Not merely existing, but really living.

Childhood friends and co-founders of Soup du Jour Productions, Dominic Billings, 31, and Vincent Moloney, 32, ask this relatively daunting question in the most humorous manner with their first feature-length film ‘200 Grams’.

Debuting at the Melbourne International Comedy Festival with two sold-out shows, ‘200 Grams’ is a sure sign of great things to come from the dynamo duo.

Featuring English subtitles, the Italian-language comedy explores the friendship - and rivalry - of Rada Galovic (Robert Breda) and Vesna Vajina (Dominic Billings), two nonnas living in suburban Melbourne whose worlds revolve largely around salami and fig desserts.

“When people hear that ‘200 Grams’ is about two nonnas played by men, it’s easy to assume that it’s a pretty silly film,” Billings said.

“But what drives the film is that they’re both widows who aren’t really living life to the fullest, and the protagonist [Rada] laments a misspent youth.”

Best friends since they were six years old, Billings and Moloney have always shared a passion for film, and were destined for cinematic stardom from the beginning.

“We’ve lived almost parallel lives,” Billings explained.

“We went to primary and secondary school together and always played in the same sports teams, so I think we’ve always had pretty similar interests.”

The pair’s dream of bringing their imagination to the screen became a reality when, in 2007, they got involved with SYN Media, a Carlton-based youth media organisation that provides broadcasting and training opportunities for young Australians.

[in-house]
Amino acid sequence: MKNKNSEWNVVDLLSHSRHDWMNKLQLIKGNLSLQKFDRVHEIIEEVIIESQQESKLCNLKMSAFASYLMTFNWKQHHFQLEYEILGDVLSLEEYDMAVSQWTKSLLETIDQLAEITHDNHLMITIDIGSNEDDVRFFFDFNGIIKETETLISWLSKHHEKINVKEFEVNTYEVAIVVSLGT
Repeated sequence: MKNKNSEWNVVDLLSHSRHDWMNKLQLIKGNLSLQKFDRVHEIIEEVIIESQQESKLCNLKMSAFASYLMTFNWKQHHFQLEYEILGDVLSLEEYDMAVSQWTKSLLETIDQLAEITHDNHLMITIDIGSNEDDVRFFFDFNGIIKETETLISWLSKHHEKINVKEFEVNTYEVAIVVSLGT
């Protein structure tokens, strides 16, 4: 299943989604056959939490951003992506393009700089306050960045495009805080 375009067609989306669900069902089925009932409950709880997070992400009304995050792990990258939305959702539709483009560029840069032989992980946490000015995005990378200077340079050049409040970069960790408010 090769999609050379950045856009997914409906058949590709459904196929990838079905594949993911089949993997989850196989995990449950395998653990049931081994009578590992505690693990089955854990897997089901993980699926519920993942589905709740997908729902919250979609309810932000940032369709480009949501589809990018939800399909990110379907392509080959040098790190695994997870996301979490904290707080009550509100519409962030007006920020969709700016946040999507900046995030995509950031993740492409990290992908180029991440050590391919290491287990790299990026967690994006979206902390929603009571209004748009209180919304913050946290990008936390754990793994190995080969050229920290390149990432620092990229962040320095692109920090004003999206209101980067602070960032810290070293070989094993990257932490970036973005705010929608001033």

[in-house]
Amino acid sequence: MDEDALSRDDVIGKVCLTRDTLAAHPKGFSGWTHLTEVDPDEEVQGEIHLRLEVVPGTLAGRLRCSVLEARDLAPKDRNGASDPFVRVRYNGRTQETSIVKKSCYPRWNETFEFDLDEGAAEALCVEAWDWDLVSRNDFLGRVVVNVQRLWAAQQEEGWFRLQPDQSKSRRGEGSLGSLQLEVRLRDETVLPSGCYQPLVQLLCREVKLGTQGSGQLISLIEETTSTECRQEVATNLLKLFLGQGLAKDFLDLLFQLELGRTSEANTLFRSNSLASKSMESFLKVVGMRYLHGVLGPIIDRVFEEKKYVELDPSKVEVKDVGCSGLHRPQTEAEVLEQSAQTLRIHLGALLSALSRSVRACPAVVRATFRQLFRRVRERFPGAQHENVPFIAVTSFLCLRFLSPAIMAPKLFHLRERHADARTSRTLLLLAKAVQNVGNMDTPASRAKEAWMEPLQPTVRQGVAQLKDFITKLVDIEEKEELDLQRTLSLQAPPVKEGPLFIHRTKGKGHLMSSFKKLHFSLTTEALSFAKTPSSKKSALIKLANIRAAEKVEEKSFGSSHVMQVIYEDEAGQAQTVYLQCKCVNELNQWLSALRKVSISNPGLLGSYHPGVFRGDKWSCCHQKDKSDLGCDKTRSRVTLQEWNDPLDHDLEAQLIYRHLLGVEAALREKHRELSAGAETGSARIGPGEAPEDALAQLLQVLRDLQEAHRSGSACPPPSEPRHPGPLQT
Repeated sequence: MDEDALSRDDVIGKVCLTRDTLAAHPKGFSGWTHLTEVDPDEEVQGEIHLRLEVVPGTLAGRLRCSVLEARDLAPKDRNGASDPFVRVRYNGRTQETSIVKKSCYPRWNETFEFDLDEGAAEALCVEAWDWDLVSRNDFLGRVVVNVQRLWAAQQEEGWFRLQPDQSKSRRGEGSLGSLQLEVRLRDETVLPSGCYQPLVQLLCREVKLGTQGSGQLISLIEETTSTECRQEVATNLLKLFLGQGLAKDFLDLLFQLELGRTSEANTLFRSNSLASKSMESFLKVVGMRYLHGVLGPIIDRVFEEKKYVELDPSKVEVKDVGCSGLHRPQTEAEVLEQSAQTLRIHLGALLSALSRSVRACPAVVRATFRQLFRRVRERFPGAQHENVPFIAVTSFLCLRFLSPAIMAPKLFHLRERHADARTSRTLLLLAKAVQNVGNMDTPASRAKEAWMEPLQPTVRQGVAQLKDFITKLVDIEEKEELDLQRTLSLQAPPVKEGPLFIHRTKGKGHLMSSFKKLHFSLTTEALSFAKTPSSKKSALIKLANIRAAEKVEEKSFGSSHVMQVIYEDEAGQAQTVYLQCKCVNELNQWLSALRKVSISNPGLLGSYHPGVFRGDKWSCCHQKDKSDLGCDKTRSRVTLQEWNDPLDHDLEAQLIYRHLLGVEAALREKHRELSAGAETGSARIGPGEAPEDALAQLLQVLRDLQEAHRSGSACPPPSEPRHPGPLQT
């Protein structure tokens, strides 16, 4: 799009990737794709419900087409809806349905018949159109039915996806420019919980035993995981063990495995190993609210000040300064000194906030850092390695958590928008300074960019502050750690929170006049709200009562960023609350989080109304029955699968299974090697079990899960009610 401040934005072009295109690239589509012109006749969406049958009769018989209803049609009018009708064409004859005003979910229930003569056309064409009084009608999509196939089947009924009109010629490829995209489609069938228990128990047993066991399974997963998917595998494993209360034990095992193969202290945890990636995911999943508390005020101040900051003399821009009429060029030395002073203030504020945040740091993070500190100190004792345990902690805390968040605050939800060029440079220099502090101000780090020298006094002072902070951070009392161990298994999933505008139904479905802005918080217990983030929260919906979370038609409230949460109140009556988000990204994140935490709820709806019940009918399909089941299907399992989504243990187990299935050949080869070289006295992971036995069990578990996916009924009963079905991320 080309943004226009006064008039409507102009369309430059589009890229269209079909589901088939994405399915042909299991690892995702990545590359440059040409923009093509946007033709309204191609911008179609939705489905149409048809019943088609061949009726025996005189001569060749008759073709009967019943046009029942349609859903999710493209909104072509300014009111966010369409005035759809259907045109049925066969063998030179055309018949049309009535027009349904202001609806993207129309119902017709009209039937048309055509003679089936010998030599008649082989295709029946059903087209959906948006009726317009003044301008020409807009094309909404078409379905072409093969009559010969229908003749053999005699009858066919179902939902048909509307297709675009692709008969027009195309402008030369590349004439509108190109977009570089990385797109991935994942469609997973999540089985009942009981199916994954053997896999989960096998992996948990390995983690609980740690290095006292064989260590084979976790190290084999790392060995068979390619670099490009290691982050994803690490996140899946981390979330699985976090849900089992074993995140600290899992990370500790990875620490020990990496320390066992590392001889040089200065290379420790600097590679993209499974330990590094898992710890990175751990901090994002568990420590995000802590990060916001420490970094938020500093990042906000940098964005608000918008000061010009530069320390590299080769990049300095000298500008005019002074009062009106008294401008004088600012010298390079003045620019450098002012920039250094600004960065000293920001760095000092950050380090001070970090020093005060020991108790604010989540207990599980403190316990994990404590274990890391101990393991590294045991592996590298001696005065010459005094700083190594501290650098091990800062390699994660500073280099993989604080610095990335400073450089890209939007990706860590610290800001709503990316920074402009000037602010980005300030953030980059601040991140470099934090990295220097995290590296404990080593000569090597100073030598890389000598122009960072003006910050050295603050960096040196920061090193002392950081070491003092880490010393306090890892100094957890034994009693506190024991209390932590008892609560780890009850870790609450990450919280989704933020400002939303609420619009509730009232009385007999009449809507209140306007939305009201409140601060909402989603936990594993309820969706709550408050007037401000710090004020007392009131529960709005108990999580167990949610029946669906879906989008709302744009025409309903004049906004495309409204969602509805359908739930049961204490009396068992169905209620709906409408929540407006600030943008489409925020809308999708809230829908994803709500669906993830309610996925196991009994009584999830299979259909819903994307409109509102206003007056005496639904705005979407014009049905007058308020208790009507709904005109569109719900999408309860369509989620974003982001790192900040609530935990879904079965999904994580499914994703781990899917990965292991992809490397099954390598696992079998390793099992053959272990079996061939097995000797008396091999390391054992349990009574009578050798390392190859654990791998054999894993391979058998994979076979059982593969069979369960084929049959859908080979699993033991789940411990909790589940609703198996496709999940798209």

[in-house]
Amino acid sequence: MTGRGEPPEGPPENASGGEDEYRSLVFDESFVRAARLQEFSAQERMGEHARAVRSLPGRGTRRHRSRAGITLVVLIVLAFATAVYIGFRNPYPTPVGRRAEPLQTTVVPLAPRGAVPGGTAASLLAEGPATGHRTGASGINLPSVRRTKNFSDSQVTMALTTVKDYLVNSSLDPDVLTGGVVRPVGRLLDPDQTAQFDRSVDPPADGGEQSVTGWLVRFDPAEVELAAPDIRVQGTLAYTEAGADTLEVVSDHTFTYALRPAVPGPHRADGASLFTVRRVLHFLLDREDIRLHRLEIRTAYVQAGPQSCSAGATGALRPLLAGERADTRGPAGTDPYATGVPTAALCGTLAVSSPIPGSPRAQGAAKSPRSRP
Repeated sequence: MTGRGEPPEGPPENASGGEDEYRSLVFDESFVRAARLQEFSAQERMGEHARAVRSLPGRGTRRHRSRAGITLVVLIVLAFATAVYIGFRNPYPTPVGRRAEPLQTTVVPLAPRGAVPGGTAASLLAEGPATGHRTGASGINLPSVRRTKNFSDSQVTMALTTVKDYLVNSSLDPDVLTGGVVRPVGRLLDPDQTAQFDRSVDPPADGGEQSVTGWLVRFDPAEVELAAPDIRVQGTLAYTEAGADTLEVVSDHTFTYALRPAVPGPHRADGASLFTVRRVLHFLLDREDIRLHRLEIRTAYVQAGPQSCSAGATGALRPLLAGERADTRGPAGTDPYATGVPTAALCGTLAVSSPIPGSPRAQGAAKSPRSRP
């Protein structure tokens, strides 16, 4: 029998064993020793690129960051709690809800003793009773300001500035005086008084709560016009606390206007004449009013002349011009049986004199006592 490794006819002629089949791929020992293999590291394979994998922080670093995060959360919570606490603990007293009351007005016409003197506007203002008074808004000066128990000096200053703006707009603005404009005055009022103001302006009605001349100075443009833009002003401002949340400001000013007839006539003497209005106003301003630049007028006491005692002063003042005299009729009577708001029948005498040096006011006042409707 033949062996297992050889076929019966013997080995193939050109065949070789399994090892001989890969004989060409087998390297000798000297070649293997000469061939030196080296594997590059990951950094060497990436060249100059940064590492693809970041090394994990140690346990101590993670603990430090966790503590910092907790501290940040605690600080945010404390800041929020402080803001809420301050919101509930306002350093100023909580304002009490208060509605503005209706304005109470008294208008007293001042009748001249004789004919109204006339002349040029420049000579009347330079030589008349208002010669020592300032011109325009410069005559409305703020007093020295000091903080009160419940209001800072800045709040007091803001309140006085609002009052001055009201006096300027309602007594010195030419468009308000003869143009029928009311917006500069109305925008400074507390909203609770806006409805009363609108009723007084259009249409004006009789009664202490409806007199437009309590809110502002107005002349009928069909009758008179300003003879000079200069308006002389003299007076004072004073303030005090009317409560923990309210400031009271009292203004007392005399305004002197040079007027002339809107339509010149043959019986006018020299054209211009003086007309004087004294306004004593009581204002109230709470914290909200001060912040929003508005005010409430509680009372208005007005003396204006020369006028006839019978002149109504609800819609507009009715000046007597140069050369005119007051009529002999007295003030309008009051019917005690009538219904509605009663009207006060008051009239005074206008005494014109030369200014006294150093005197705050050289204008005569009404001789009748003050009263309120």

Billings describes his time at SYN as “voluntary training” in a range of areas from radio broadcasting to TV production, and a valuable experience which has allowed him to pursue his passion and “encyclopaedic appetite” for film on a professional level.

“The network of friends that I accumulated during my time there made stepping into film less daunting and almost inevitable,” he said.

Billings and Moloney had just finished their second TV series, when the latter made a passing comment about making a feature-length film.

When they reached their mid-20s, the lifelong friends found themselves living in Fitzroy North, a bustling suburb where young hipsters rub shoulders with elderly post-war migrants from the Mediterranean.

“We took a lot of delight from the small things,” Billings recalled.

“Vince remarked one time over a coffee how much he enjoyed hearing the Italian nonnas who live around that area ordering 200 grams of something at the local deli.”

Before they knew it, a plotline was born.

While Billings has no Italian heritage or prior knowledge of the language, his co-star, Robert Breda, found that his grandparents’ Italian origins helped him tackle the script "like a natural".

Despite overcoming the tiny obstacle of the film being in another language, both Billings and Breda step into their roles fully, and offer an honest insight into the ageing migrant population in Melbourne’s suburbs.

Moreover, they manage to make people stop and reflect on their own lives, realising that they too will eventually grow old, and that every day should be one to remember.

‘200 Grams’ will be screening on Thursday, June 1, 2017 at Cinema Nova, Carlton. For more information, visit